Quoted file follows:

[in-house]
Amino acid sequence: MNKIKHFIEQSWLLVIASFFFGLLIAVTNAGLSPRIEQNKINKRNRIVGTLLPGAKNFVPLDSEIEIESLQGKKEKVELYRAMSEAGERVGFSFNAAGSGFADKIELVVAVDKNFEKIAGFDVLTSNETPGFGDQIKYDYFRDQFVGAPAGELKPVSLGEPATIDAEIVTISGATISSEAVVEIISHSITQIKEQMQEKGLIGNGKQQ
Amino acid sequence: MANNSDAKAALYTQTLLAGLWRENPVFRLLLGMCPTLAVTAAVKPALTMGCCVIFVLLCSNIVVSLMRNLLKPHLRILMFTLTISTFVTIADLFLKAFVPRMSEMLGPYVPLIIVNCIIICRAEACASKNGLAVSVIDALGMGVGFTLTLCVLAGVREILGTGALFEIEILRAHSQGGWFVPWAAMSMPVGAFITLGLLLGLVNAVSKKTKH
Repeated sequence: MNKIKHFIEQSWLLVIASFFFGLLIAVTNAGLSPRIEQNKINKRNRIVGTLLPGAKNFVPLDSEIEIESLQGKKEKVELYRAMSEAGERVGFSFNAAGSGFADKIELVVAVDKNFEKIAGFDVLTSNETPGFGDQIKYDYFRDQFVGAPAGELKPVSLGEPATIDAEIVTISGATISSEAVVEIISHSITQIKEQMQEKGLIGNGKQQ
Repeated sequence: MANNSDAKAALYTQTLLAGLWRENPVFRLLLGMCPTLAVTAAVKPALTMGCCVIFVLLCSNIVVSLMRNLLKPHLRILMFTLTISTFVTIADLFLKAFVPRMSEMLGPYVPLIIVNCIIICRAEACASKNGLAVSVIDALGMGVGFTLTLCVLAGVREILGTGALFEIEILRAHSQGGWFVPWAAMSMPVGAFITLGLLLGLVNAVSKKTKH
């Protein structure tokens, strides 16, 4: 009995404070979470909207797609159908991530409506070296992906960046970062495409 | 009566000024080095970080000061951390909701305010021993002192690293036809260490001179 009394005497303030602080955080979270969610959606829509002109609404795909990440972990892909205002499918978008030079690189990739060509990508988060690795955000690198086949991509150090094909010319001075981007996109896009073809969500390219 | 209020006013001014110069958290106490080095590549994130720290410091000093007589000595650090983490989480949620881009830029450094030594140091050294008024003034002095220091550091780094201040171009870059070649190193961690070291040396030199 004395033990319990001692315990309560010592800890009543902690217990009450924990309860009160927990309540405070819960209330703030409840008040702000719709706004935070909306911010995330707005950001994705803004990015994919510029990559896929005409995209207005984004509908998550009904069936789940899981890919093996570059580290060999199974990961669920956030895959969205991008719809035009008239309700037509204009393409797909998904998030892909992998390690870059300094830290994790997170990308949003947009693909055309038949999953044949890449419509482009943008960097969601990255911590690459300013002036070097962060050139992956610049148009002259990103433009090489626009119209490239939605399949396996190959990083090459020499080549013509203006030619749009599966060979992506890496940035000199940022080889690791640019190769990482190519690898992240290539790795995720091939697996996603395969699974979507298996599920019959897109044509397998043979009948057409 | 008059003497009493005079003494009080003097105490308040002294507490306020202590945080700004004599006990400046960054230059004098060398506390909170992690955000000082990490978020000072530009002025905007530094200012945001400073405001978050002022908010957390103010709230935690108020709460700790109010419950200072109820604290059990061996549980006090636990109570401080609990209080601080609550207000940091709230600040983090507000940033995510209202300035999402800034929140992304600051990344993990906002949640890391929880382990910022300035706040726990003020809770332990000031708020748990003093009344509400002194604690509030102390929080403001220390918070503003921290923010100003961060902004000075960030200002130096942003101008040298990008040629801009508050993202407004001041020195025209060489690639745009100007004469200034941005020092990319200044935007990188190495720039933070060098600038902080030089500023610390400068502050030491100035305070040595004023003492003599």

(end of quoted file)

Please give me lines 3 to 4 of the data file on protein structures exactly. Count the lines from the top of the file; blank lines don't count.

Amino acid sequence: MANNSDAKAALYTQTLLAGLWRENPVFRLLLGMCPTLAVTAAVKPALTMGCCVIFVLLCSNIVVSLMRNLLKPHLRILMFTLTISTFVTIADLFLKAFVPRMSEMLGPYVPLIIVNCIIICRAEACASKNGLAVSVIDALGMGVGFTLTLCVLAGVREILGTGALFEIEILRAHSQGGWFVPWAAMSMPVGAFITLGLLLGLVNAVSKKTKH
Repeated sequence: MNKIKHFIEQSWLLVIASFFFGLLIAVTNAGLSPRIEQNKINKRNRIVGTLLPGAKNFVPLDSEIEIESLQGKKEKVELYRAMSEAGERVGFSFNAAGSGFADKIELVVAVDKNFEKIAGFDVLTSNETPGFGDQIKYDYFRDQFVGAPAGELKPVSLGEPATIDAEIVTISGATISSEAVVEIISHSITQIKEQMQEKGLIGNGKQQ